CAIRO (Reuters) - Egypt’s public prosecutor has told state prosecutors to take legal action against media outlets found to be publishing “false news, statements and rumours,” he said in a statement on Wednesday.
The statement by Nabil Sadek followed strong official criticism this week of some foreign media coverage in Egypt, where authorities have in the past few months blocked scores of local news sites.
The prosecutor said media outlets should be monitored and Egyptian authorities involved with regulating media should also report any “violations of media and press ethics” to the public prosecutor.
The order comes a day after Egypt’s foreign press centre called for officials and prominent individuals to boycott the British Broadcasting Corporation after a report on human rights it said was “flagrantly fraught with lies.”
“[The decision comes] in light of recent attempts by the forces of evil to undermine the safety and security of the nation by broadcasting and spreading lies,” the prosecutor’s statement said.
The BBC report stirred controversy when a young woman it described as having been disappeared by security forces was interviewed on Monday on a talk show and denied the claim.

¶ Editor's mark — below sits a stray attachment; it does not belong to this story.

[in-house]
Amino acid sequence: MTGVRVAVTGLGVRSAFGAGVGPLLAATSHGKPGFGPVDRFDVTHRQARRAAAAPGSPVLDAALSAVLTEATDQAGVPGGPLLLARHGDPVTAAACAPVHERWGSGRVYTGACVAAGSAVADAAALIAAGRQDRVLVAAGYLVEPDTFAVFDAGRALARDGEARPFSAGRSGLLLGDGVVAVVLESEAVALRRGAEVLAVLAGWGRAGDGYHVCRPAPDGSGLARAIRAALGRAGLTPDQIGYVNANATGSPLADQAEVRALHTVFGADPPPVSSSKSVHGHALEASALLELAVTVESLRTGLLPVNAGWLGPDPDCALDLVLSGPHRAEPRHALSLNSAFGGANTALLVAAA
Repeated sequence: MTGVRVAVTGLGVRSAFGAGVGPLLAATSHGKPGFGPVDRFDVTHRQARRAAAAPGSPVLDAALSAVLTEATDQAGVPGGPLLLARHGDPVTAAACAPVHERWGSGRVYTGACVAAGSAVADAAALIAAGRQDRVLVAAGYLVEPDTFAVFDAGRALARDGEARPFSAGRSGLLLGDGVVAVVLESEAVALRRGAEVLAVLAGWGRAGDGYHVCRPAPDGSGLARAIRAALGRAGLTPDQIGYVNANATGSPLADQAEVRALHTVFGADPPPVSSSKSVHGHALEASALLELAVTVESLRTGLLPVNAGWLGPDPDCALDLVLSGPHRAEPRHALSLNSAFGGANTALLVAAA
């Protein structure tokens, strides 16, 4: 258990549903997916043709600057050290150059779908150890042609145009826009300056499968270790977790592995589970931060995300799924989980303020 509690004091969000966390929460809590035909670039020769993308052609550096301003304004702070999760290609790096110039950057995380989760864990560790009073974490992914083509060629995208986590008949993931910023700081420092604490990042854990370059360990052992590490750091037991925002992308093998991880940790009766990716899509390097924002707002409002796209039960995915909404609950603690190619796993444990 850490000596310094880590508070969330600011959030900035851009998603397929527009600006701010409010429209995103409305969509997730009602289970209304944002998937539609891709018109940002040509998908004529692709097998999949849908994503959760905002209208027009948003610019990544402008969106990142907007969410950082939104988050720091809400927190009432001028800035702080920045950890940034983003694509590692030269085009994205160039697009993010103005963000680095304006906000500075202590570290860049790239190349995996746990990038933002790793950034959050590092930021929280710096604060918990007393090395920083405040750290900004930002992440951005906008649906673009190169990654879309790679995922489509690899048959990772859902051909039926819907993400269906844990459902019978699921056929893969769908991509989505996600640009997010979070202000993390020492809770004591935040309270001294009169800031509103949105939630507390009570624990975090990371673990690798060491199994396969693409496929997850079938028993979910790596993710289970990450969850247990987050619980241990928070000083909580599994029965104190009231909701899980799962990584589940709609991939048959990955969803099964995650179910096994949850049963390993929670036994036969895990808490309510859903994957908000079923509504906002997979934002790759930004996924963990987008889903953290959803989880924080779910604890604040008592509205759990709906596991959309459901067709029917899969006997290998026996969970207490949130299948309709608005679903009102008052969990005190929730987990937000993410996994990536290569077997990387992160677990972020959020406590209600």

The BBC said after the boycott call that it stands by the “integrity of our reporting teams.”
Reuters could not independently verify the woman’s claim or the contents of the BBC report.
Speaking at the United Nations Human Rights Council in Geneva on Tuesday, Egyptian Foreign Minister Sameh Shoukry criticised the BBC and other media outlets for “relying on fabricated sources for political purposes,” according to a Twitter post from the ministry’s spokesman.
Rights groups say there is a growing crackdown against political opponents ahead of a presidential vote in March when President Abdel Fattah al-Sisi will stand for re-election virtually unopposed.
A high-profile politician and former presidential candidate was arrested this month after he gave an interview critical of Sisi to Al Jazeera, a Qatar-based channel banned in Egypt.
Reporting by Ahmed Tolba and Eric Knecht; Writing by Nadine Awadalla; Editing by Giles Elgood